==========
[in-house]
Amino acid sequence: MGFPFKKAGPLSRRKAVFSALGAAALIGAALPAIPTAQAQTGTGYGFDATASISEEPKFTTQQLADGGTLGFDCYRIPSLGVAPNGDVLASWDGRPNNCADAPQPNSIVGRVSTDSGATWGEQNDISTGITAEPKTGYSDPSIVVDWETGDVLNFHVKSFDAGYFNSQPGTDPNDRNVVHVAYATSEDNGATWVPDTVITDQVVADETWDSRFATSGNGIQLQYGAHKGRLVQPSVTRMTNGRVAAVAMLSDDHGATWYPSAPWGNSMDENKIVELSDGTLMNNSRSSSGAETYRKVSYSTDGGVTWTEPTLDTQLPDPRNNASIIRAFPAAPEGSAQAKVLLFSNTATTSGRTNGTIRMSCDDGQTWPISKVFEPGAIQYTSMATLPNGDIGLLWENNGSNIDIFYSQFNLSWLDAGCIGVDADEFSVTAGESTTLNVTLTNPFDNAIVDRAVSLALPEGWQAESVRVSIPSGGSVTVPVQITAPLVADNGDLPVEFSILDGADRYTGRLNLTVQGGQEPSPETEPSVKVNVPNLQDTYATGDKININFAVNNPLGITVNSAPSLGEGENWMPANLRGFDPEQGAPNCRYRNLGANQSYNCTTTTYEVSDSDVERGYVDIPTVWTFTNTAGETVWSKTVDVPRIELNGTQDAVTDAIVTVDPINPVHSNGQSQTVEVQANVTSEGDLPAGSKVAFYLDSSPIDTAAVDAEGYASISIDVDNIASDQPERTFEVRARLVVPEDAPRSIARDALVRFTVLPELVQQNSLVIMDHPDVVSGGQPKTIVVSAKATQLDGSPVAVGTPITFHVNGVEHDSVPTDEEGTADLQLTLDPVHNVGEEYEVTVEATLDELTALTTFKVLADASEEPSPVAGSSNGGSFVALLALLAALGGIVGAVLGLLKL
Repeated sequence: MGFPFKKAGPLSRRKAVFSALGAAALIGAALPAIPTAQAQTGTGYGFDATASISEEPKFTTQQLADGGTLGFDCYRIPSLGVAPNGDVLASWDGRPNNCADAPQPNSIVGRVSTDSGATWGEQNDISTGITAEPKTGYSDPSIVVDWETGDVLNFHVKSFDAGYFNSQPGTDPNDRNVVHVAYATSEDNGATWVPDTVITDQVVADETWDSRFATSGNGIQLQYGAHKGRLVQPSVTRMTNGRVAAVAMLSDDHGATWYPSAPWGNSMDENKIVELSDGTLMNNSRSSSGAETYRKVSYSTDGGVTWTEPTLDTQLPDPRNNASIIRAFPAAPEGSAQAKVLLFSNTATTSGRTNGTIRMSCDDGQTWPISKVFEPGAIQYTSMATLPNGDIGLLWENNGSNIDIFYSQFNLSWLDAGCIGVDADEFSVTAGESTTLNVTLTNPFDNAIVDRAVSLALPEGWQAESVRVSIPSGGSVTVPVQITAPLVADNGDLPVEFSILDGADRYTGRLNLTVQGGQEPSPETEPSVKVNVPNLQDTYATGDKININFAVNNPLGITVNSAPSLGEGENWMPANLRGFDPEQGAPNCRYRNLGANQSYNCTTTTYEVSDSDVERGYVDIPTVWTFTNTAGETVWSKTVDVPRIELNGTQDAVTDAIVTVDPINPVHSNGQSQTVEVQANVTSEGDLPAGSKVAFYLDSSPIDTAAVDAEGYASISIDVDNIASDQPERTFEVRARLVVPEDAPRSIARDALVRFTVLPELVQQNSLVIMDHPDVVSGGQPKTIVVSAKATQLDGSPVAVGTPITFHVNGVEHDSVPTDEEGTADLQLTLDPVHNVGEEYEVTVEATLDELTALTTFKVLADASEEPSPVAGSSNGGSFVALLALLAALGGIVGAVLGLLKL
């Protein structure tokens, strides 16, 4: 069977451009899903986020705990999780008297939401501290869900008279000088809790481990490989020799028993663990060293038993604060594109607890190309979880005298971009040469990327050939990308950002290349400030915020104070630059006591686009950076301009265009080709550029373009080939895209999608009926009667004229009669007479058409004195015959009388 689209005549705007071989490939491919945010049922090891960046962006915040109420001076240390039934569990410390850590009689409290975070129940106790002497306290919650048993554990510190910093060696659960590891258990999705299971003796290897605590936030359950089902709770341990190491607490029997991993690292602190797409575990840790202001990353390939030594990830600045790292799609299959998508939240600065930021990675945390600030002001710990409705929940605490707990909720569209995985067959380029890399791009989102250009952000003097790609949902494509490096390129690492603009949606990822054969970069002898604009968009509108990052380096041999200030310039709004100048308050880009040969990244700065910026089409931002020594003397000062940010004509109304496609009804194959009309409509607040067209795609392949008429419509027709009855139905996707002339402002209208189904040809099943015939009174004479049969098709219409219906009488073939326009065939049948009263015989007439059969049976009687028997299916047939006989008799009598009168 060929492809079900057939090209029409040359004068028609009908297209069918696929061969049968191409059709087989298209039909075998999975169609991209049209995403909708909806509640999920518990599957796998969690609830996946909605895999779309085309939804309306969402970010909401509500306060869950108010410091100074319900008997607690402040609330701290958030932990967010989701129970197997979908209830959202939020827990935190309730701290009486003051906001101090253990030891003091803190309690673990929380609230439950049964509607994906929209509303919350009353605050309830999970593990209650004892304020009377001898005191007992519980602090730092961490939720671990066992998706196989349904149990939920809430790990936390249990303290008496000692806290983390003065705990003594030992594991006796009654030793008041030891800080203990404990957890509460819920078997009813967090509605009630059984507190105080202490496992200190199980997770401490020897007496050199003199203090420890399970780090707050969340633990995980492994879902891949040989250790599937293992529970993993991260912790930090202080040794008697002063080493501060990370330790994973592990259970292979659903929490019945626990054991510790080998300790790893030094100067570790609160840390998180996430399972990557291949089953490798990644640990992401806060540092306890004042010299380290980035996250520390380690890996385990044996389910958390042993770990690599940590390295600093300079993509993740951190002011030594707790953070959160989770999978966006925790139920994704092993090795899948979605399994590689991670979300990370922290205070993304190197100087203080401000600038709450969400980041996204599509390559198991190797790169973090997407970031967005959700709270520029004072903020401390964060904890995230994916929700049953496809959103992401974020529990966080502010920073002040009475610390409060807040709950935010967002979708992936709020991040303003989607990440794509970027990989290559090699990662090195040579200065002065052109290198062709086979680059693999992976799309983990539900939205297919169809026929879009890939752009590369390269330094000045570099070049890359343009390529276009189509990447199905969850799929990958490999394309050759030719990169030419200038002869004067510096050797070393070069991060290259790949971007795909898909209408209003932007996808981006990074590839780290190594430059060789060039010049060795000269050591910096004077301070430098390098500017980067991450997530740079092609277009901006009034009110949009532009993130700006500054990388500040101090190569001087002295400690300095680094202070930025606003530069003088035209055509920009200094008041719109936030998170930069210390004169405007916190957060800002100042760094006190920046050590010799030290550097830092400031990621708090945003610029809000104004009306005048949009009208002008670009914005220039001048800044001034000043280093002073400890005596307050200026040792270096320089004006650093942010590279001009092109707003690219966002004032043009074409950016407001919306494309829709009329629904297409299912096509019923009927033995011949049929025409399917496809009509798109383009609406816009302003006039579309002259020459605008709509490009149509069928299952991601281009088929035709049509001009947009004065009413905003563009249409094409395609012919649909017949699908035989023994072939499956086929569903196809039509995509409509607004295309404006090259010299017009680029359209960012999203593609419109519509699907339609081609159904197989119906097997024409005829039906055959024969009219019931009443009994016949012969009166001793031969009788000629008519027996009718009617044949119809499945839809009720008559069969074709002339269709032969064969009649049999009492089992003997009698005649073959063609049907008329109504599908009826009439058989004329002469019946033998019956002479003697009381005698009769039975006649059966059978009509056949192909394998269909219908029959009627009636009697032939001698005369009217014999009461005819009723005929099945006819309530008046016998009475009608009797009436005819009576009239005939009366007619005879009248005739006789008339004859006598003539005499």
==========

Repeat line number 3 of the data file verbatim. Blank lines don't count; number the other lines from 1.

Repeated sequence: MGFPFKKAGPLSRRKAVFSALGAAALIGAALPAIPTAQAQTGTGYGFDATASISEEPKFTTQQLADGGTLGFDCYRIPSLGVAPNGDVLASWDGRPNNCADAPQPNSIVGRVSTDSGATWGEQNDISTGITAEPKTGYSDPSIVVDWETGDVLNFHVKSFDAGYFNSQPGTDPNDRNVVHVAYATSEDNGATWVPDTVITDQVVADETWDSRFATSGNGIQLQYGAHKGRLVQPSVTRMTNGRVAAVAMLSDDHGATWYPSAPWGNSMDENKIVELSDGTLMNNSRSSSGAETYRKVSYSTDGGVTWTEPTLDTQLPDPRNNASIIRAFPAAPEGSAQAKVLLFSNTATTSGRTNGTIRMSCDDGQTWPISKVFEPGAIQYTSMATLPNGDIGLLWENNGSNIDIFYSQFNLSWLDAGCIGVDADEFSVTAGESTTLNVTLTNPFDNAIVDRAVSLALPEGWQAESVRVSIPSGGSVTVPVQITAPLVADNGDLPVEFSILDGADRYTGRLNLTVQGGQEPSPETEPSVKVNVPNLQDTYATGDKININFAVNNPLGITVNSAPSLGEGENWMPANLRGFDPEQGAPNCRYRNLGANQSYNCTTTTYEVSDSDVERGYVDIPTVWTFTNTAGETVWSKTVDVPRIELNGTQDAVTDAIVTVDPINPVHSNGQSQTVEVQANVTSEGDLPAGSKVAFYLDSSPIDTAAVDAEGYASISIDVDNIASDQPERTFEVRARLVVPEDAPRSIARDALVRFTVLPELVQQNSLVIMDHPDVVSGGQPKTIVVSAKATQLDGSPVAVGTPITFHVNGVEHDSVPTDEEGTADLQLTLDPVHNVGEEYEVTVEATLDELTALTTFKVLADASEEPSPVAGSSNGGSFVALLALLAALGGIVGAVLGLLKL